Considering Revenge Porn with our Goggles On

Thanks to Grace Chanin for this essay, to start 2018 off with our goggles squarely ON.  (I’ll be back next week reflecting on the year that was and the year that will be)

Revenge porn is the nonconsensual distribution of sexual images, which can take many different forms. Scorned exes post intimate pictures of their former significant others on social media. Once trusted friends send revealing photos to anonymous webpages, where names and locations are often disclosed alongside. Hackers release nudes of female celebrities across the internet. All done to shame, humiliate, and torment those in the photos.  The effect is disturbing and profound.

Revenge porn ruins lives. It can destroy a person’s self-worth, relationships, career, and mental health. Victims whose contact information is posted face the danger of being stalked or threatened. Teenage girls have committed suicide after sexually explicit images of them were released without their permission. And according to a 2016 poll, one out of every twenty-five Americans has been a victim of revenge porn—and that number is even higher for young women (one out of every ten women between the ages of 15-29 has been a victim of revenge porn).

Despite these numbers, society in general tends to blame the victims, rather than the posters of the material. The message seems to be: “if you didn’t want your naked photos shared, you shouldn’t have taken them in the first place.” As if sharing an intimate photo with a trusted person is consenting to have your body plastered on anonymous webpages, sent to co-workers and friends, or exposed on social media.

Last fall, we learned to put on our “goggles” and scrutinize racism, patriarchy, capitalism, and other hierarchies that reinforce injustice. The more we wear these goggles, the harder it is to take them off.

When I first heard about revenge porn, I thought it was just about humiliation. But after wearing my goggles, I see it is about so much more than that. It is about power. It is a way to control another person’s body. It is oppression. But in order to see that deeper power structure, you need to have your goggles on.

Although men are not immune from revenge porn, women and the LGBTQ community constitute the majority of victims. Revenge porn is produced and consumed primarily by men. When we put on our gender goggles, we see that this is just a new way to restrict a woman’s (and LGBTQ folks’) freedom and control over her body. It punishes women for engaging in activity that men engage in regularly with few consequences.

Sound familiar? This is just another form of slut shaming. It is another reminder that being sexual or provocative has consequences, but only for women, queer and trans people. It is a way for those (straight, white males) with power to keep it. This crime is a reflection of the patriarchal society we are living in.

It has been very difficult to prosecute those disseminating revenge porn—only recently has this behavior been recognized as criminal. Thirty-eight states now have revenge porn laws, and soon there may be federal legislation as well. In November, members of the senate introduced the Ending Nonconsensual Online User Graphic Harassment (ENOUGH) Act of 2017, which would establish federal criminal liability for perpetrators of revenge porn. Anyone who violates the law is subject to a fine and up to five years in prison. Even though an earlier version of the bill, the Intimate Privacy Protection Act of 2016, never made it past the House of Representations, this new bill appears to have bi-partisan support.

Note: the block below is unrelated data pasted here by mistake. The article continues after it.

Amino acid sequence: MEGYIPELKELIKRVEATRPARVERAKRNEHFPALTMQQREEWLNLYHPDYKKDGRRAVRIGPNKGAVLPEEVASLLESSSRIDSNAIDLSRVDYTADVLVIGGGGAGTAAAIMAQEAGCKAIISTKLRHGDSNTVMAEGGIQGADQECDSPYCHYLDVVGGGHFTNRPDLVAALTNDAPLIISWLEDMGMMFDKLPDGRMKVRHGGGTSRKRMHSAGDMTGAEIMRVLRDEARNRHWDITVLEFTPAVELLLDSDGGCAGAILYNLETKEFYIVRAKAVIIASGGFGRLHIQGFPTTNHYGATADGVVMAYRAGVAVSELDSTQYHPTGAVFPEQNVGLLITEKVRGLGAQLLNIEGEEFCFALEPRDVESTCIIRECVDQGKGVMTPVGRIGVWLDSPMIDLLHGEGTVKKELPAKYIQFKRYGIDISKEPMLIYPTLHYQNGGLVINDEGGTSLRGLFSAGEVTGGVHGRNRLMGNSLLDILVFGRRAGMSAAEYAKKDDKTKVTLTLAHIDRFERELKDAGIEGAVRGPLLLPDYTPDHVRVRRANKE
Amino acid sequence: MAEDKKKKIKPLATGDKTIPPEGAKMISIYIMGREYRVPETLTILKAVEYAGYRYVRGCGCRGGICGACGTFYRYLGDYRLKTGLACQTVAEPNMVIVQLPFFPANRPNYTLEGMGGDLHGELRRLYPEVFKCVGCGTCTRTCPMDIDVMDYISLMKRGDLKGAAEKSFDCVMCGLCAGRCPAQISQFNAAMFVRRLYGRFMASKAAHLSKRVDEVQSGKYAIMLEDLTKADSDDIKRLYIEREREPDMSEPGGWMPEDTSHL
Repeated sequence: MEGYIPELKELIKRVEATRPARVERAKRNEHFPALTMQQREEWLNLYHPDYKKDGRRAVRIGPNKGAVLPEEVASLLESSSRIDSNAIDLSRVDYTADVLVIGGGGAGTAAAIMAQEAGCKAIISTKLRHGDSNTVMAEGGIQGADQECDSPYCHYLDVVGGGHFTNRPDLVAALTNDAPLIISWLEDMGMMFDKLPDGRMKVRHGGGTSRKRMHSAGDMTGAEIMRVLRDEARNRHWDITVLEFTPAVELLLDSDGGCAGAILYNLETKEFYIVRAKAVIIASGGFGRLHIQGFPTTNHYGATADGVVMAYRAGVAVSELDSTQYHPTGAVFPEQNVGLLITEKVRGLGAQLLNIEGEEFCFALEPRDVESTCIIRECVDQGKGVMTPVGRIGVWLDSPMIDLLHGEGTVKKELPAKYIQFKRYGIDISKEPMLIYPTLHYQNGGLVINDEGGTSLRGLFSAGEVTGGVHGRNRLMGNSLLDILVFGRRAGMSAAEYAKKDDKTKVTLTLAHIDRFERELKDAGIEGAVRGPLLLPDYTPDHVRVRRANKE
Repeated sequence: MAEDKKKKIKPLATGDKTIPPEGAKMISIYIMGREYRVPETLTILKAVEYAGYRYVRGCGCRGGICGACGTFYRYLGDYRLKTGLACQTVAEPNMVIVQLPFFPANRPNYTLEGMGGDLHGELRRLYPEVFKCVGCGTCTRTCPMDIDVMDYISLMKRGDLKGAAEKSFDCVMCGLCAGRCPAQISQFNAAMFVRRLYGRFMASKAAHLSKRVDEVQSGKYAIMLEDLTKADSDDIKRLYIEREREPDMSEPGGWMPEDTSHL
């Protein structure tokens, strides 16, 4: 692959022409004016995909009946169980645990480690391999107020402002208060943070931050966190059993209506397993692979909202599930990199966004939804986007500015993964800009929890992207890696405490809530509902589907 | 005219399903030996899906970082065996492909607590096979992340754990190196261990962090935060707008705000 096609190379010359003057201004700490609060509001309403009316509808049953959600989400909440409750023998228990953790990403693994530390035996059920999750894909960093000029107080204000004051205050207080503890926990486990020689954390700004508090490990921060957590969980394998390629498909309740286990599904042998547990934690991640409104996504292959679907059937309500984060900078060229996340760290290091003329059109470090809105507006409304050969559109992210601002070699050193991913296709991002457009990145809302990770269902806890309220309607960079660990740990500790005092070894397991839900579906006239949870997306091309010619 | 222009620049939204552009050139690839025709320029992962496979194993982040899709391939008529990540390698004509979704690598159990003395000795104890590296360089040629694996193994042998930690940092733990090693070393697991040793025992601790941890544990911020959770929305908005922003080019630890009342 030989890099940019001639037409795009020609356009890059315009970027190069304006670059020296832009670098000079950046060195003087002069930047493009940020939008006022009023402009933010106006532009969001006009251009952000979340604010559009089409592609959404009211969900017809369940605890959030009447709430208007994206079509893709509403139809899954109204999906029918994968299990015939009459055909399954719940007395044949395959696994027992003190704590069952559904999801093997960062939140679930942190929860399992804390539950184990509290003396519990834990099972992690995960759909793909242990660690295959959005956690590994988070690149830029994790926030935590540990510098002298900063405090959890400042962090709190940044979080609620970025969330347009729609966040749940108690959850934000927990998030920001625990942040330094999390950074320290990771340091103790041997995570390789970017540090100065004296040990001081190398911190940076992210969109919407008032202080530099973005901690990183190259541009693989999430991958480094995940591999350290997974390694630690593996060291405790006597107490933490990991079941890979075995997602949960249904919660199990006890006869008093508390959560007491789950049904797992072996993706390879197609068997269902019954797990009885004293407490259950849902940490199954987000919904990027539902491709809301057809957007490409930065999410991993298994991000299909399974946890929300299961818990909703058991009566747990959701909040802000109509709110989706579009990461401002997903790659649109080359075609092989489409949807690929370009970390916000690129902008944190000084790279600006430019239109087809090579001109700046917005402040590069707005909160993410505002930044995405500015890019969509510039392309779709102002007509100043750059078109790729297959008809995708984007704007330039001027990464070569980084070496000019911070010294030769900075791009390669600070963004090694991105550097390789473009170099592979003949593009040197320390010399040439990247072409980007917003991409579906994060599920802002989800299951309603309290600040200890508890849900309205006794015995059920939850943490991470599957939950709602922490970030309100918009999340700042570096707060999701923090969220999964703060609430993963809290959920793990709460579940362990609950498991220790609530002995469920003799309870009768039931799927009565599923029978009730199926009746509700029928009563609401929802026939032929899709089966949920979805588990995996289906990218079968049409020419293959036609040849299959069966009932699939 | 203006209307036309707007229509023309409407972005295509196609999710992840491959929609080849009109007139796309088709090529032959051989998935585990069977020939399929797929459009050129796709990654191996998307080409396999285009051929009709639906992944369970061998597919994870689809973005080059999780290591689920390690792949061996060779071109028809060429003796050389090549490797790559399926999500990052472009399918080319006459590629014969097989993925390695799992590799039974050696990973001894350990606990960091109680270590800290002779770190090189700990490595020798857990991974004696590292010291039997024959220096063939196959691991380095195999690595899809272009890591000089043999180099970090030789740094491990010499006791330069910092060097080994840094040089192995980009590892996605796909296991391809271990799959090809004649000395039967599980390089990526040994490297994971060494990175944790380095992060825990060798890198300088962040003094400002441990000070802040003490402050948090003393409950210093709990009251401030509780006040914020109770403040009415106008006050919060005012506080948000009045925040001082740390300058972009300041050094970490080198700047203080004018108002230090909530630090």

If passed, this bill will be a huge win in the fight against revenge porn. However, even with legislation in place, victims face obstacles in obtaining justice. Advocates are subject to backlash. Getting images removed from the internet can be very challenging. And police are often reluctant to pursue such issues. Society needs to recognize revenge porn for what is it: a sex crime, perpetrated against those in already disadvantaged by society’s existing hierarchies.

Recently, I attended a seminar on revenge porn at the University of Minnesota. Leah Juliett, an “unapologetic non-binary queer performer, poet, and political activist,” shared her experience with revenge porn. It started with her spoken word poem. My eyes welled with tears as she shared her story. Even though my own story with revenge porn was different, the emotions we experienced were the same: afraid, ashamed, and violated.

It was inspiring to see someone who had been a victim of revenge porn speaking out. She did not sound like a victim. Her voice was strong. She spoke with confidence. She refused to let her perpetrator silence her. She is fighting to change the system that oppressed her.

In critical lawyering, we discussed narratives and the effect that they can have on society. We need to change the narrative of revenge porn. Revenge porn is not about provocative women. Revenge porn is about entitlement. Feeling so entitled to another person’s body that you think you have the right to share it without their permission. Revenge porn is exploitation.

Listening to Leah Juliett speak gave me hope. We do not have to accept revenge porn as the status quo. We need to stop shaming those that choose to take pictures of their own bodies. It is not wrong to take pictures of your body. It is not wrong to share pictures of yourself, even naked, with others. It is wrong to share another person’s private photos without their permission. The individuals that choose to perpetuate revenge porn are the ones that need to be judged, not the individuals in the photos